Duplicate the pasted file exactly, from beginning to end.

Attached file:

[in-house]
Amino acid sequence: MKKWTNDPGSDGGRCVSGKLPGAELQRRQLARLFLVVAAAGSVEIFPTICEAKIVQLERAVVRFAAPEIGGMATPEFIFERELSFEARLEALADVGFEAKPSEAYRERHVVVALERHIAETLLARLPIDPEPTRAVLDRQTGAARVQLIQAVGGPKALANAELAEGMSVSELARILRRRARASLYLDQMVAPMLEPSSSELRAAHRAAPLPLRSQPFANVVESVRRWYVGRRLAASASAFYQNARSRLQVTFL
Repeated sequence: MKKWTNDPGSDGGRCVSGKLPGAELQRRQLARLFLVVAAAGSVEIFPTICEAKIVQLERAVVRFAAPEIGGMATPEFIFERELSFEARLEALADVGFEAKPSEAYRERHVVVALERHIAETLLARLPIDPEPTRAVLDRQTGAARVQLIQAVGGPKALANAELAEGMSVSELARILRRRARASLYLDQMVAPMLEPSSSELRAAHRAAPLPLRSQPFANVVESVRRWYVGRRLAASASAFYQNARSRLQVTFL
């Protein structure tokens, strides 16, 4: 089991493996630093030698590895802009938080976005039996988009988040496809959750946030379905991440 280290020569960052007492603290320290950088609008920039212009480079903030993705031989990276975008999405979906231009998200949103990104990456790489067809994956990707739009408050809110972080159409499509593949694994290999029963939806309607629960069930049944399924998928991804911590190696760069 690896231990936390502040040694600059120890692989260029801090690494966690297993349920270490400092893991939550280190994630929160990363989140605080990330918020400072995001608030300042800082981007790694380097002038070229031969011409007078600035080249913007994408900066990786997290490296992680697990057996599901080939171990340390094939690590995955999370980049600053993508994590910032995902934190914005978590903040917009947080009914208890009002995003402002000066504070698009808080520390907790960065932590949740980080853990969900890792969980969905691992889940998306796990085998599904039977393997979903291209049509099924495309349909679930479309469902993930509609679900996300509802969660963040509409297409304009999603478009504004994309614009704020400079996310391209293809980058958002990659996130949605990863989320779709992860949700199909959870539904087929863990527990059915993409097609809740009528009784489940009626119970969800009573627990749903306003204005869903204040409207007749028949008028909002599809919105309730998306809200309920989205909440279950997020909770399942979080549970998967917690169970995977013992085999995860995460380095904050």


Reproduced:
[in-house]
Amino acid sequence: MKKWTNDPGSDGGRCVSGKLPGAELQRRQLARLFLVVAAAGSVEIFPTICEAKIVQLERAVVRFAAPEIGGMATPEFIFERELSFEARLEALADVGFEAKPSEAYRERHVVVALERHIAETLLARLPIDPEPTRAVLDRQTGAARVQLIQAVGGPKALANAELAEGMSVSELARILRRRARASLYLDQMVAPMLEPSSSELRAAHRAAPLPLRSQPFANVVESVRRWYVGRRLAASASAFYQNARSRLQVTFL
Repeated sequence: MKKWTNDPGSDGGRCVSGKLPGAELQRRQLARLFLVVAAAGSVEIFPTICEAKIVQLERAVVRFAAPEIGGMATPEFIFERELSFEARLEALADVGFEAKPSEAYRERHVVVALERHIAETLLARLPIDPEPTRAVLDRQTGAARVQLIQAVGGPKALANAELAEGMSVSELARILRRRARASLYLDQMVAPMLEPSSSELRAAHRAAPLPLRSQPFANVVESVRRWYVGRRLAASASAFYQNARSRLQVTFL
């Protein structure tokens, strides 16, 4: 089991493996630093030698590895802009938080976005039996988009988040496809959750946030379905991440 280290020569960052007492603290320290950088609008920039212009480079903030993705031989990276975008999405979906231009998200949103990104990456790489067809994956990707739009408050809110972080159409499509593949694994290999029963939806309607629960069930049944399924998928991804911590190696760069 690896231990936390502040040694600059120890692989260029801090690494966690297993349920270490400092893991939550280190994630929160990363989140605080990330918020400072995001608030300042800082981007790694380097002038070229031969011409007078600035080249913007994408900066990786997290490296992680697990057996599901080939171990340390094939690590995955999370980049600053993508994590910032995902934190914005978590903040917009947080009914208890009002995003402002000066504070698009808080520390907790960065932590949740980080853990969900890792969980969905691992889940998306796990085998599904039977393997979903291209049509099924495309349909679930479309469902993930509609679900996300509802969660963040509409297409304009999603478009504004994309614009704020400079996310391209293809980058958002990659996130949605990863989320779709992860949700199909959870539904087929863990527990059915993409097609809740009528009784489940009626119970969800009573627990749903306003204005869903204040409207007749028949008028909002599809919105309730998306809200309920989205909440279950997020909770399942979080549970998967917690169970995977013992085999995860995460380095904050």